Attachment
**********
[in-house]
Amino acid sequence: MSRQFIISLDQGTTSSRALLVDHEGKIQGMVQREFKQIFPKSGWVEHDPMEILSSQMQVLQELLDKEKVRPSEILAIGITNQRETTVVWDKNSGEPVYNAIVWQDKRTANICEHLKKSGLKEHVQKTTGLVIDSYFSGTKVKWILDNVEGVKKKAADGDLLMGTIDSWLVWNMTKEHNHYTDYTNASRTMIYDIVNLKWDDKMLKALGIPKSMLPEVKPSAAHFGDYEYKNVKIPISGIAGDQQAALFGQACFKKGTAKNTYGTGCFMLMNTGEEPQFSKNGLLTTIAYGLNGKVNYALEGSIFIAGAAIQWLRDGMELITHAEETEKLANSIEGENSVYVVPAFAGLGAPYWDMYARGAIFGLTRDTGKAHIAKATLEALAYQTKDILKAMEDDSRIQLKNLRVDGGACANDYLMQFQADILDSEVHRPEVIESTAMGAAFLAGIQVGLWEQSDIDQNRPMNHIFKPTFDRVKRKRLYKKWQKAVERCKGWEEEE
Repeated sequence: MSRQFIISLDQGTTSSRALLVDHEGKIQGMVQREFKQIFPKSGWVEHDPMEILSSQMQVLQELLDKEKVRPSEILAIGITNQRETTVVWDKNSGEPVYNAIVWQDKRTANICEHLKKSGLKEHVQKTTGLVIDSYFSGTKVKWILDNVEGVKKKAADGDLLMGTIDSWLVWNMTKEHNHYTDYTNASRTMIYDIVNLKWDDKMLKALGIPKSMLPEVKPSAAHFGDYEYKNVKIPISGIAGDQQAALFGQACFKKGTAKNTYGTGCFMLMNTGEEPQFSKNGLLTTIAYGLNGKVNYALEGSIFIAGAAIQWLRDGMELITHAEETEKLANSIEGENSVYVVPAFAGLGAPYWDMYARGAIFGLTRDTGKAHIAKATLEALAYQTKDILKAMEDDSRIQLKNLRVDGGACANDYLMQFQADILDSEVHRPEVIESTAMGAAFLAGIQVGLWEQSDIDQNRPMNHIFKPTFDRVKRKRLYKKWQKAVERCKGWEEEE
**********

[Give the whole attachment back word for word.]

[in-house]
Amino acid sequence: MSRQFIISLDQGTTSSRALLVDHEGKIQGMVQREFKQIFPKSGWVEHDPMEILSSQMQVLQELLDKEKVRPSEILAIGITNQRETTVVWDKNSGEPVYNAIVWQDKRTANICEHLKKSGLKEHVQKTTGLVIDSYFSGTKVKWILDNVEGVKKKAADGDLLMGTIDSWLVWNMTKEHNHYTDYTNASRTMIYDIVNLKWDDKMLKALGIPKSMLPEVKPSAAHFGDYEYKNVKIPISGIAGDQQAALFGQACFKKGTAKNTYGTGCFMLMNTGEEPQFSKNGLLTTIAYGLNGKVNYALEGSIFIAGAAIQWLRDGMELITHAEETEKLANSIEGENSVYVVPAFAGLGAPYWDMYARGAIFGLTRDTGKAHIAKATLEALAYQTKDILKAMEDDSRIQLKNLRVDGGACANDYLMQFQADILDSEVHRPEVIESTAMGAAFLAGIQVGLWEQSDIDQNRPMNHIFKPTFDRVKRKRLYKKWQKAVERCKGWEEEE
Repeated sequence: MSRQFIISLDQGTTSSRALLVDHEGKIQGMVQREFKQIFPKSGWVEHDPMEILSSQMQVLQELLDKEKVRPSEILAIGITNQRETTVVWDKNSGEPVYNAIVWQDKRTANICEHLKKSGLKEHVQKTTGLVIDSYFSGTKVKWILDNVEGVKKKAADGDLLMGTIDSWLVWNMTKEHNHYTDYTNASRTMIYDIVNLKWDDKMLKALGIPKSMLPEVKPSAAHFGDYEYKNVKIPISGIAGDQQAALFGQACFKKGTAKNTYGTGCFMLMNTGEEPQFSKNGLLTTIAYGLNGKVNYALEGSIFIAGAAIQWLRDGMELITHAEETEKLANSIEGENSVYVVPAFAGLGAPYWDMYARGAIFGLTRDTGKAHIAKATLEALAYQTKDILKAMEDDSRIQLKNLRVDGGACANDYLMQFQADILDSEVHRPEVIESTAMGAAFLAGIQVGLWEQSDIDQNRPMNHIFKPTFDRVKRKRLYKKWQKAVERCKGWEEEE